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El Capitán

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  • Tyler

    keep cool but care

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Posted 27 April 2012 - 12:40 PM

Wrote this on a whim and went ahead with posting it. Figured I need to add more to this section than criticism.


A fair city known as Colorado Springs spreads thin across a valley surrounding the east half of Pike's Peak. The Peak- once called El Capitán, began it's aimless spread towards the sky some eons ago. It's land was sparse. Constellations above El Capitán danced and poured arrows of the night in between each other. The land showed simple beauty in it's dress of emeralds and wisps of roaring, wet stone.

Along those singing rivers I spent my eighteenth birthday. With me, sat several friends. Nathan was the closest to me. Opposite to him sat Erik, and past all of us was Anthony and Taylor. The two of them were farther down the riverside, sitting on a large rock which all but begged exclusion from the rest of us. There was no fight or anything of the sort, they were just two lovers that cried for time alone. However silent the cry was.

The sun bathed us in light. Wind gave little help. It was the water's fresh splashes and tight currents that kept us in a reasonable mind. Erik, Nathan and I ate lunch with our feet in the sandbank. My sandwich was dry but bearable, and the two of them complained of their food the entire time. Nathan- as we called him Nate, was a contemptible man when the moment deemed it necessary. He enjoyed constant episodes of bragging, followed by explaining the errors of every other thing around him. Then more bragging.

Nate was neither built to brag, nor deserved to. Hardly anyone who brags is. He was cursed with his father's height (rather, lack of) and his mother's waistline. Unknowingly, Nathan would snort while he laughed and had a penchant for wearing clothes just beyond the border of matching. These were all reasons that Nate became the butt of many jokes among our social circles.

“You need to give up on the spiked hair, Nate. You look like a crisped hedgehog on your best days”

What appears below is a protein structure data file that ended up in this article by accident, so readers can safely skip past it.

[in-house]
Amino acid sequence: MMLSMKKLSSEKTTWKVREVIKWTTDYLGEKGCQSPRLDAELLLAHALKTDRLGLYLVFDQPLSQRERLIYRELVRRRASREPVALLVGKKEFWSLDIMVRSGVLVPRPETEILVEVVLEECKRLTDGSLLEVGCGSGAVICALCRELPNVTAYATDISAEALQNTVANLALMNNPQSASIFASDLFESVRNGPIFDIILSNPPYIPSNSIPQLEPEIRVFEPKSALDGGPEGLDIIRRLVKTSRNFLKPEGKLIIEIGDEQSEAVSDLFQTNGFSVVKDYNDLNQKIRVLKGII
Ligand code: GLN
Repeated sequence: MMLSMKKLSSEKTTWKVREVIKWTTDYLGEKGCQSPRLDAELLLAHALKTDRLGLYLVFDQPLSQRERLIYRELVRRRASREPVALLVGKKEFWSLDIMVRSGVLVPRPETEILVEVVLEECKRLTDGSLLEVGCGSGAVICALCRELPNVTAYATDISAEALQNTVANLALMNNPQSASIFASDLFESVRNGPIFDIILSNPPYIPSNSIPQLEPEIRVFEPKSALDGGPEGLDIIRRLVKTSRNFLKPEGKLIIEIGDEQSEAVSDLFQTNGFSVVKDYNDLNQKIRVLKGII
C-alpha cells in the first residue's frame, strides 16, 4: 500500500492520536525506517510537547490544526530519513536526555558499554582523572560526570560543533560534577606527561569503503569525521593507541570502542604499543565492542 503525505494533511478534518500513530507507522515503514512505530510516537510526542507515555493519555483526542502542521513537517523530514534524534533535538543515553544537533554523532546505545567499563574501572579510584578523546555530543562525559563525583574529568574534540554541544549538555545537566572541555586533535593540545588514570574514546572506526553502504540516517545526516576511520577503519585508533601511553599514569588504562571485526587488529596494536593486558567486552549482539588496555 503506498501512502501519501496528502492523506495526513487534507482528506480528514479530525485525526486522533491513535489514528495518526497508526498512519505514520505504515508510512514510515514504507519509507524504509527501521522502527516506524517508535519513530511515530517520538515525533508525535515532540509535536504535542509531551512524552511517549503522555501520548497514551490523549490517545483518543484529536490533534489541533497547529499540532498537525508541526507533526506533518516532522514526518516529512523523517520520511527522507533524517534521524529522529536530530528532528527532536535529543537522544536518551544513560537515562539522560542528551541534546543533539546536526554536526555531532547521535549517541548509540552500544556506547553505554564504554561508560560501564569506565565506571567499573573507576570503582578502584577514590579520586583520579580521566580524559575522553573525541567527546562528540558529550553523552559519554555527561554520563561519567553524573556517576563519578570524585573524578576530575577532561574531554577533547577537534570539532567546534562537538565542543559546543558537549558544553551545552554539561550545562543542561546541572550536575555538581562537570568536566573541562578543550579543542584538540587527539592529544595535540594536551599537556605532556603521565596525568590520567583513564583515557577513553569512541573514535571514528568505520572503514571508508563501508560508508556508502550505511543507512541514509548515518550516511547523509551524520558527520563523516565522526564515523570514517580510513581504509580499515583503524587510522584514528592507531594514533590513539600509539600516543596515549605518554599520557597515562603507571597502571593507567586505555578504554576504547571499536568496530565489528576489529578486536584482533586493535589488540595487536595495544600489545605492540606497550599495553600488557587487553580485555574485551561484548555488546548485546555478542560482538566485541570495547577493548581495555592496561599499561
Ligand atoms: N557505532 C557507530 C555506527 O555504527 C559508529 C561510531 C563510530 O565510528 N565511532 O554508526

Anthony was quick with words. He often left his speech unfiltered by the regular standards of thought, and instead chose to hope no one would think he was particularly unfunny. In this aspect, he was usually lucky.

“I'll come over there and stick your head in with the fish if you don't shut it!”

There was little time left in the day as we packed up and continued up the trail. Taylor and Anthony continued on far ahead of us, still volunteering to be alone together. For the best. Their shameless, often sensual sappiness was never put up with while Nate or Erik was around. Either one made quick work of Anthony's Andrew Marvell recitals, or worse yet, his original material.

Dancing skirts of prancing dirt jumped out of the beaten trail in no specific pattern. It pulled across our waists as we walked. We all wore fitness shoes and loose cargo pants, other than Erik. He decided to indulge in the idea of wearing Converse and jeans up a mountain. Erik had thoughts of regret within several yards of the hike.

He was my longest friend, yet even I could not deny his tendency to miss things more often than Anthony. Some would even question if they had made a pact together to surpass thought as much as possible. However, Erik almost never spoke, and never complained. When the occasion necessitated it, Erik became a rock among men. He was nice to be around most of the time, despite his tendency to miss out.

“Jesus Christ, this hike. Jake, why a mountain? Why not a movie or a damn party?” Nathan voiced his hatred for physical work often.

“Nathan, this place is killer. What are you on about?”

Erik shared my love of the country, and that shared passion was a large reason we've known our friendship for so long. Our early years were spent making sod houses in the prairies and pulling small canoes through lakes. We would take trips with our fathers to Wyoming and the Mojave. We even spent a few weeks in the Washington redwoods' embrace. It was pristine.